Normally, you'd probably use wooden dowels for this, but I just wanted to try something different. I went with 3/8-inch aluminum instead. Here I'm using my miter saw to cut a small piece of aluminum, and then I can polish it up a bit and put it in.

I didn't use any glue or epoxy for this. I thought about it at first, but it was already so tight that I just put them in there and I'll just monitor it over time and see how it all works out.

Okay. Now, before we move on, let's talk about the design for a little bit. The project started off in my head with two requirements. First, I wanted to use the doweling jig as a joinery method. Second, it had to be something that I could build relatively quickly while the guys were in town. Basically, something on the smaller side. That's why I went with a side table. Johnny and I were talking about it, and we came up with the idea of using the aluminum as a focal point.

Since we were going to do that, we wanted to do more to make it the star of the show. That's where the idea of exploding the pieces came from. After a couple of drawings, it was enough that I was excited about building it so that's what I went with.

Here I'm using a 3/8-inch doweling jig, which centers the dowels on 3/4-inch material. I drilled three holes into the freshly cut edges of the box. In those I inserted more aluminum dowel.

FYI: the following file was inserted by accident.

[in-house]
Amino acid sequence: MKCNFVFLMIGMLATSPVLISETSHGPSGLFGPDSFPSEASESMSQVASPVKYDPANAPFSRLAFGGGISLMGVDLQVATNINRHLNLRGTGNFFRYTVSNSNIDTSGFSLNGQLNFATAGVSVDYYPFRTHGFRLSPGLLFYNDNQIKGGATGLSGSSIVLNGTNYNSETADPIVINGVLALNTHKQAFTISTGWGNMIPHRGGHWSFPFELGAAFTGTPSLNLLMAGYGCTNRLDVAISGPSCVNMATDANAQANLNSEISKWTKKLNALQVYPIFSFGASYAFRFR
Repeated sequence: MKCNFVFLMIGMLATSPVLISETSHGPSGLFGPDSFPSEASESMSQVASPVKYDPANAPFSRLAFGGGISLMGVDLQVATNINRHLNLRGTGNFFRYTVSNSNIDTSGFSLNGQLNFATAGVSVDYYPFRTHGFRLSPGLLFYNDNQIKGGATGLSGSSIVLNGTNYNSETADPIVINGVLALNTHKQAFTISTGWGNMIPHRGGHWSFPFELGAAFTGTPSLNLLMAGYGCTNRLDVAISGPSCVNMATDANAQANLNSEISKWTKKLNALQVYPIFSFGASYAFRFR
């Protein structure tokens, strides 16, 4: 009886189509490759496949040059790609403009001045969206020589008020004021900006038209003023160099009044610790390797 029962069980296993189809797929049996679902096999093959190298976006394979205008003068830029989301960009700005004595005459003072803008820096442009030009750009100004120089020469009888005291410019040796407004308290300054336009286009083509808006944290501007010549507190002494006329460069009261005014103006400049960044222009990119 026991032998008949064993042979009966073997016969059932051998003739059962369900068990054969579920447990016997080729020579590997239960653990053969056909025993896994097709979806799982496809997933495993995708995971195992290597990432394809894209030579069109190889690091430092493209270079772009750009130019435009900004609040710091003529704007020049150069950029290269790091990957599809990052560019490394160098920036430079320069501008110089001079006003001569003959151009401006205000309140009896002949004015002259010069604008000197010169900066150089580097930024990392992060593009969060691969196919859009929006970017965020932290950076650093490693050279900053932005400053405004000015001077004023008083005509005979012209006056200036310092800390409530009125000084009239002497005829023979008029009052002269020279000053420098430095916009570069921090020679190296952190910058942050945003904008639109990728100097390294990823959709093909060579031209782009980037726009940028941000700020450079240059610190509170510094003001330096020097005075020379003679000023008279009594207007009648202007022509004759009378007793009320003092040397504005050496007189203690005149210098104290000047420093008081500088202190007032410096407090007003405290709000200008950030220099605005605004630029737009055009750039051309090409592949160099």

All right, let's set the box aside and start working on the base. Here, I'm marking out my material for creating my tapered legs. Once I had it all measured out, I could set my cross-cut slide to 10 degrees and cut my pieces into two chunks, each of which is going to yield two legs.

You can see at this point, I have two parallelogram-shaped pieces. On those, I'm going to mark out the taper that I want to create, so, say, from one inch wide at the bottom to two inches at the top, which I think is what this was. Then I could set my tapering jig so that the lines that I marked out were just hanging off the edge of the jig. Once it's all set up, I can cut my first piece, rotate it 180 degrees, cut the second piece, and then repeat that as many times as I want to keep making identical legs.

Next, I ripped out a couple of pieces that I'll use as the cross braces that are going to attach the two legs together.